Wake-up Call

 

I had a wake-up call recently. A pretty big one in regards to my life and the direction I was headed.

It’s been kind of a crazy few weeks, and crazy in the sense that while it feels like nothing has happened, everything has managed to fall apart. Honestly? It felt pretty hopeless for a little while, and if I’m being completely honest, and I mean all the way honest. Not just the honest with my friends, or the honest with my family, but the bare to the bones honest that I can only admit to myself when I’m safe hiding away in my room alone. But if I’m being honest- it still feels pretty hopeless at times.

I went to a concert the other night. And those who know me know that I love my concerts and most summers I would’ve been to at least three or four by now, but I haven’t had the chance yet. Until this weekend. And I went and saw a favorite of mine – Rise Against. And it was amazing. Beyond amazing, it was quite simply therapeutic. I’ve decided that I don’t pay for therapists, I just pay for concerts. Being able to stand there, singing/screaming out the lyrics to the songs I know probably too well was probably the most free I’ve felt in quite a while. And I needed that.

I’ve just come out of my second relapse, and if possible, I think it scared me more than the first one did. While the first one was all new and figuring out what I was going through and what my body was going through, I think that for me, this second relapse, is what made it real. It made it click that this is what I will be facing the rest of my life. That at any point – in the middle of a shift at work, at school, or just at home – things can go from good to bad. I feel like all I did was blink and the next thing I know my world was spinning (quite literally) and I was phoning home for a ride because I knew that if I tried to drive, I’d be lying somewhere in a ditch.

And over the course of the next few days as I saw doctors and tried to not fall down the stairs again (only mildly successful) it really hit me that this is the future. Perhaps not everyday, but perhaps often enough. And that scared me. And worse, I let it scare me. I let it get me down. I let myself believe myself to be defeated.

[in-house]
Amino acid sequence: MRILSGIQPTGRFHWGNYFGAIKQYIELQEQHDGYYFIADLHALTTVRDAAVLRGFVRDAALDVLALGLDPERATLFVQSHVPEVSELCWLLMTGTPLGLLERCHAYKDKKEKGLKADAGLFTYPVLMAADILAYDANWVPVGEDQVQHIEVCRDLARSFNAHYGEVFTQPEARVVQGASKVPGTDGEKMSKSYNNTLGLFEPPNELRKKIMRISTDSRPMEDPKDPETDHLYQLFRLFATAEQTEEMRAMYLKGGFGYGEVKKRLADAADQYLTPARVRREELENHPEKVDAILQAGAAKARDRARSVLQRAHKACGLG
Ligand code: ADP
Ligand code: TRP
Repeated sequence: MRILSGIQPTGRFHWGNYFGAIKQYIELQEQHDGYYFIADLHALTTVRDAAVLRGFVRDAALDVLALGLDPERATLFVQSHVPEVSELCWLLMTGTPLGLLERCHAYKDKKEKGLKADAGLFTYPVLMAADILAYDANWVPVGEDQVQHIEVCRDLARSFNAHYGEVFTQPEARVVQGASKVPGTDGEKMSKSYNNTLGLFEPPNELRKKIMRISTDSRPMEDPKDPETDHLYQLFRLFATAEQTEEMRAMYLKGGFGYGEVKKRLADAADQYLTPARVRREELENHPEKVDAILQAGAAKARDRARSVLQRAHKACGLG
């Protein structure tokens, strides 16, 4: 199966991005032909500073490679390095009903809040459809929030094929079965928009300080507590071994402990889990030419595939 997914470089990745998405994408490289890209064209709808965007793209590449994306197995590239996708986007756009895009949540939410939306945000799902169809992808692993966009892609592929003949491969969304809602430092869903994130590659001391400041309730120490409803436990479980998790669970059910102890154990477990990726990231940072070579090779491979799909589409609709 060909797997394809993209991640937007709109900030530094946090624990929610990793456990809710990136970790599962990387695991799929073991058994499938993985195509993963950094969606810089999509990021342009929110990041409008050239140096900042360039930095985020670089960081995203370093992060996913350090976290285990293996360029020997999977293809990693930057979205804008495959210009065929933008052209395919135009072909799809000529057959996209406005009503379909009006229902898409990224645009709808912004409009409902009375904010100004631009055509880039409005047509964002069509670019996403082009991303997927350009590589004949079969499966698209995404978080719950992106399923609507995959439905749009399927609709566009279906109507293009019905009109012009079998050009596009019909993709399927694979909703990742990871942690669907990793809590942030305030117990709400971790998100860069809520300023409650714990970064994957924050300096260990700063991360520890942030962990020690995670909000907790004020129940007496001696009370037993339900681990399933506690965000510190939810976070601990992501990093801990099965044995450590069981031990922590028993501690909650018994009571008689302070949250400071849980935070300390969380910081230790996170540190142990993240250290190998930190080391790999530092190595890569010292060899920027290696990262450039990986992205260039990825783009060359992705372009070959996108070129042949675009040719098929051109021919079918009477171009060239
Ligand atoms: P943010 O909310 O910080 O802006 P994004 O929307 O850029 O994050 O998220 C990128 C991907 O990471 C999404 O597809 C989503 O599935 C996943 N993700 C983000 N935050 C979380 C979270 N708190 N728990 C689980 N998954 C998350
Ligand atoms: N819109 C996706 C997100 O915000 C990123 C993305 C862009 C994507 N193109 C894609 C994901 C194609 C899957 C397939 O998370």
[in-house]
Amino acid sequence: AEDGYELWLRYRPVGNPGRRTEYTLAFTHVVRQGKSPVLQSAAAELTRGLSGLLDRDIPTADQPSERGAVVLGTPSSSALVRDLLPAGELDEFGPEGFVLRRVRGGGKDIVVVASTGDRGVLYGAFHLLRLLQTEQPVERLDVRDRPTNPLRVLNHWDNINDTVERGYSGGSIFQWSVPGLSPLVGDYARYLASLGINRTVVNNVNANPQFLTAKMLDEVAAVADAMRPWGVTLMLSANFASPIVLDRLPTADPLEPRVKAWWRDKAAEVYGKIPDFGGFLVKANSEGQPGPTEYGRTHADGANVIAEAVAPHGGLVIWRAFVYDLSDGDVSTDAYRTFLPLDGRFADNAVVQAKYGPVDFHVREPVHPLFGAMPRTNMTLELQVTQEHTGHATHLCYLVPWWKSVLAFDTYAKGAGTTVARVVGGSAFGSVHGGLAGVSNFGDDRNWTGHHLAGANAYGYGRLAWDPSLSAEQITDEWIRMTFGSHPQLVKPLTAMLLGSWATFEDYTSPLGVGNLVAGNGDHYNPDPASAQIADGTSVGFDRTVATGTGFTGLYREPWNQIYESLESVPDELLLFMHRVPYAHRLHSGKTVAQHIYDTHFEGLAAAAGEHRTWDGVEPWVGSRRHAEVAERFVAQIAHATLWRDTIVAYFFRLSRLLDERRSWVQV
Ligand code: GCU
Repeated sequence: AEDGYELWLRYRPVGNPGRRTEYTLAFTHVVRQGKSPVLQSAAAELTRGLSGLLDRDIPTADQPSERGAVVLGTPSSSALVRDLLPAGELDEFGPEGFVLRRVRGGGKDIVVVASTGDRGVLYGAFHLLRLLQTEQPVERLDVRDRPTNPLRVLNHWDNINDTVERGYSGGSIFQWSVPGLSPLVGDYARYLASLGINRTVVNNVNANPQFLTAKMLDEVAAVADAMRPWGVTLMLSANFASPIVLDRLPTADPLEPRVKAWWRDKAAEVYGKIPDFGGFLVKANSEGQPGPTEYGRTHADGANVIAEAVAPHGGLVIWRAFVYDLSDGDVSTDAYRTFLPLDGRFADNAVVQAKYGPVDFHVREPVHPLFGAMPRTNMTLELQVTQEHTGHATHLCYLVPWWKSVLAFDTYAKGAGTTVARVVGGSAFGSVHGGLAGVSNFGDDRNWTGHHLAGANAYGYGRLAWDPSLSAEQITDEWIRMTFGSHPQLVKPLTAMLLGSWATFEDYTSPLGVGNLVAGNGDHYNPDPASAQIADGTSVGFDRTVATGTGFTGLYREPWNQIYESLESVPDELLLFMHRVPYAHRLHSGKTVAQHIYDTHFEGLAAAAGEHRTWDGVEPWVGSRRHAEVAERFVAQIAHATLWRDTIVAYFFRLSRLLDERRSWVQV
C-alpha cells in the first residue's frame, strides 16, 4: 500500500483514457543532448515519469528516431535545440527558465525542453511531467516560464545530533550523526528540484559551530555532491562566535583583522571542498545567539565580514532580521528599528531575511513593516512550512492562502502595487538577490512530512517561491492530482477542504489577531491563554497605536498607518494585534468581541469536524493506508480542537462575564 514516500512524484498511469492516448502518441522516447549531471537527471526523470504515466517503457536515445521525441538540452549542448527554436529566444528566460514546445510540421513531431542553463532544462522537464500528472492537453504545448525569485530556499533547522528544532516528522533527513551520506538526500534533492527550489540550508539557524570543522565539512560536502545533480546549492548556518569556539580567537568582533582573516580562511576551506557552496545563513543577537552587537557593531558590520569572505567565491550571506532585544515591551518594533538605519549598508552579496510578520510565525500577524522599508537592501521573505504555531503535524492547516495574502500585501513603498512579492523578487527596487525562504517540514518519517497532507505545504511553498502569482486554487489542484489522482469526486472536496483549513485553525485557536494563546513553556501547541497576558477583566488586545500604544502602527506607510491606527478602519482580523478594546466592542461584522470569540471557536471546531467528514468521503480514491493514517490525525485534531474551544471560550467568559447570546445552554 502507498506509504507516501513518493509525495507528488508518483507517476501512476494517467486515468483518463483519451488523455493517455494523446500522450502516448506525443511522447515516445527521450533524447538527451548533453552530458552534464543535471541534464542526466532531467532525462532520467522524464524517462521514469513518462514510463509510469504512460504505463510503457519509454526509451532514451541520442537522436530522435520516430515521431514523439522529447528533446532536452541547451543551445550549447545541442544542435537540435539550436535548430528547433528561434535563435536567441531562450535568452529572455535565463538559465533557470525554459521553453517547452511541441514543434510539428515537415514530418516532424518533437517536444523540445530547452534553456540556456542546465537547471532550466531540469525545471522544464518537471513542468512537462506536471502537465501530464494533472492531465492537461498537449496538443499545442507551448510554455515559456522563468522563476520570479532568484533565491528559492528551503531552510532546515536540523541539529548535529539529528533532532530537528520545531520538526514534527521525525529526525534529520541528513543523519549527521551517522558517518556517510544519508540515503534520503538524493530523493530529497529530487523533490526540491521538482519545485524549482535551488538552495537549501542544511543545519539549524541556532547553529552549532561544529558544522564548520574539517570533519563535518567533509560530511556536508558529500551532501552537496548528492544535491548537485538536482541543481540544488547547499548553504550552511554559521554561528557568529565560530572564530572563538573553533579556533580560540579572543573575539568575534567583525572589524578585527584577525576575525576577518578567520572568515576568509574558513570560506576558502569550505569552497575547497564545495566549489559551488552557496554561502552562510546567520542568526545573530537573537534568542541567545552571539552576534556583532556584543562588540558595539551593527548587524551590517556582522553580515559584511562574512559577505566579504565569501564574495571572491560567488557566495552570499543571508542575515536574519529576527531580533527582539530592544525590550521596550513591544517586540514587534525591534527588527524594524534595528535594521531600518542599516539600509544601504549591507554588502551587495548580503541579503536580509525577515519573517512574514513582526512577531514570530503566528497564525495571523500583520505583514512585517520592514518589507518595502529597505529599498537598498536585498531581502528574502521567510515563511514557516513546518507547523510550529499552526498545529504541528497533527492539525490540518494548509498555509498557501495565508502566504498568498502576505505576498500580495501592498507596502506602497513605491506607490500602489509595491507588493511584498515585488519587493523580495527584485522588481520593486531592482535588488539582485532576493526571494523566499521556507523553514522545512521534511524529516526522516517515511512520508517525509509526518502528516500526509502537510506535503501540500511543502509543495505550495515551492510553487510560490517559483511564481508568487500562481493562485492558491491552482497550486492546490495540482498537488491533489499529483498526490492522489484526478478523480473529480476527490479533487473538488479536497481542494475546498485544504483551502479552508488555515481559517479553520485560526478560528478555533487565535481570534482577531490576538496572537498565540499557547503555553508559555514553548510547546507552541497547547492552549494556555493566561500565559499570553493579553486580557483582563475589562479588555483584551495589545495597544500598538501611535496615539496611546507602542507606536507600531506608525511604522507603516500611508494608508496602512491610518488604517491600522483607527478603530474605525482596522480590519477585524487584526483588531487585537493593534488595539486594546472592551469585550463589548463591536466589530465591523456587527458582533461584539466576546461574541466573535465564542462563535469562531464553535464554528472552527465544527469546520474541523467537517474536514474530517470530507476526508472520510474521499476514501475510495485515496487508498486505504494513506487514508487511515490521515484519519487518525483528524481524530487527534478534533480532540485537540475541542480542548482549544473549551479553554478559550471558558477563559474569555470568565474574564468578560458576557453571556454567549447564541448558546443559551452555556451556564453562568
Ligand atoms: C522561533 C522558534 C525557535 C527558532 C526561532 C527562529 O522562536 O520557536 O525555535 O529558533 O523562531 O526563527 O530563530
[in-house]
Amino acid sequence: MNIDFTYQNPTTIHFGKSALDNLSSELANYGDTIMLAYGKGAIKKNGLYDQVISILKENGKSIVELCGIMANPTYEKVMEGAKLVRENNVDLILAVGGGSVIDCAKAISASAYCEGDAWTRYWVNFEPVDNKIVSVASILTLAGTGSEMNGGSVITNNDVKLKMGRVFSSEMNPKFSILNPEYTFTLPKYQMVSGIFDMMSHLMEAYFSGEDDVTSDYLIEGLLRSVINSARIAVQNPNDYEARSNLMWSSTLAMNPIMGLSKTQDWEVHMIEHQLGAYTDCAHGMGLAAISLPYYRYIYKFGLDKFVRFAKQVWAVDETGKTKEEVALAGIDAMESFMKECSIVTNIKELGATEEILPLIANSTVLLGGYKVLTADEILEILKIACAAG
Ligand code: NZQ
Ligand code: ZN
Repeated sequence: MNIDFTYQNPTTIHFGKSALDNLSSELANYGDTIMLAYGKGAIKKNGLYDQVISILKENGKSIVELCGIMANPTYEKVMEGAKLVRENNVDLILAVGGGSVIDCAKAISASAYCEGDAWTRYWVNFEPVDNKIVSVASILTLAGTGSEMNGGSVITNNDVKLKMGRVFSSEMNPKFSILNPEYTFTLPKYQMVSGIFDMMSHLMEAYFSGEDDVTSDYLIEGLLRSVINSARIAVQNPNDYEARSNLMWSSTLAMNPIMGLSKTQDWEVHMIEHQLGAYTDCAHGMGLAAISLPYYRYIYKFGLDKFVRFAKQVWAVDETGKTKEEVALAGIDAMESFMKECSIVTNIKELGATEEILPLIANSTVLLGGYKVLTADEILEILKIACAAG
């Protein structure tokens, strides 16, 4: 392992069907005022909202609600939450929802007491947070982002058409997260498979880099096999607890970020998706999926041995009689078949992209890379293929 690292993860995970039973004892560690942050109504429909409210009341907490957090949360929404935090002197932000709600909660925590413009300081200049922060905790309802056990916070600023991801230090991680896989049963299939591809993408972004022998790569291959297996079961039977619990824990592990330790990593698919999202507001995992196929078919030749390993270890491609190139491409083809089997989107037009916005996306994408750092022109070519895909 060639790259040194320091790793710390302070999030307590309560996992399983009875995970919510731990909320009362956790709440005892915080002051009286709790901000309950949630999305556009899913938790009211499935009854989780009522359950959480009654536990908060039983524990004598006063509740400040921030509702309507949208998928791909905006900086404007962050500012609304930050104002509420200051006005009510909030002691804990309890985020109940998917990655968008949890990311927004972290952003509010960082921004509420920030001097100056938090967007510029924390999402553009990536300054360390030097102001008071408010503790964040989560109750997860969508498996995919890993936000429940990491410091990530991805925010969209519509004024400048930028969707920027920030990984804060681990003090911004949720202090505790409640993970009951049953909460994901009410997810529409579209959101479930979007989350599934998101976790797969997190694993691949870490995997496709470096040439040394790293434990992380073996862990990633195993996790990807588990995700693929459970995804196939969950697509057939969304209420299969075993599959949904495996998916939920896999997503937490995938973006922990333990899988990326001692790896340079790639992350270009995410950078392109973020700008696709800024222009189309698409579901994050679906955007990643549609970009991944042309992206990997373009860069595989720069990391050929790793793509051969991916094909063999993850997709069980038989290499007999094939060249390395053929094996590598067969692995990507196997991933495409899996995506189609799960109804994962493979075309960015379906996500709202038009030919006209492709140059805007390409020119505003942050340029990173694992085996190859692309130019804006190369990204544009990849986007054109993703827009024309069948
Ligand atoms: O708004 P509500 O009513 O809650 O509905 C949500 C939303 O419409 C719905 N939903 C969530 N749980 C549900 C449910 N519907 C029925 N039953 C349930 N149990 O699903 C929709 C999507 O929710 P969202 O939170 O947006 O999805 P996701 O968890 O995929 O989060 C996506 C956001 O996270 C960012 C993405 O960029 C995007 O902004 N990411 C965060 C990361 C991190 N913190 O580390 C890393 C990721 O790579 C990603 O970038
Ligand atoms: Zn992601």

And slowly I got on some medication and things started to return to “normal.” As if I know what that even means anymore. But hey, maybe normal is just not falling down the stairs every other time. And so, I found myself at this concert. I was tired. It was hot. But I knew being around friends and family would be good for me, and I knew the music would be good for me. And I was right. About midway through the show, the lead singer for Rise Against slowed things down and talked. And one thing he said has really stuck with me.

He pleaded with the audience that none of us should wake up the next day and “bury our heads in the sand.” And I’ve been thinking and thinking about that phrase. And about what that phrase meant to me. Was I burying my head in the sand? Yeah, I think I was. I wanted to hide. Avoid a painful reality. In thinking about it, I realized that that wasn’t going to do me any good to hide away. And allowing myself to be defeated wasn’t doing myself any favors. Life is going to be hard enough without me having a crappy attitude about it.

And that was my wake up call. Standing there in a crowd with a few thousand people, the dark night over our heads, the lights and smoke of the stage all there is to see by, and a single musician playing a guitar and talking. I owe him one. And if he ever reads this -thank you.

Life is always gonna be hard. There are always going to be new challenges, more problems, harder trials. And yet I don’t think there’s ever enough to truly keep us down. Hit us to the floor? Maybe kick us while we are down? Yes. Of course. But we are all fighters. We all have the capabilities and the strength to push ourselves back up and to keep going. To fight on. To take another step. To move a little farther. To pull our heads from the sand and shake the dirt and dust free and hold them up high. It will never be easy, but as we go on we learn to bear it a little better. And most important, we learn to pick ourselves up again and again.

I don’t think the destination of our journey matters near as much as the journey itself. And I know that I’d hate to miss mine.

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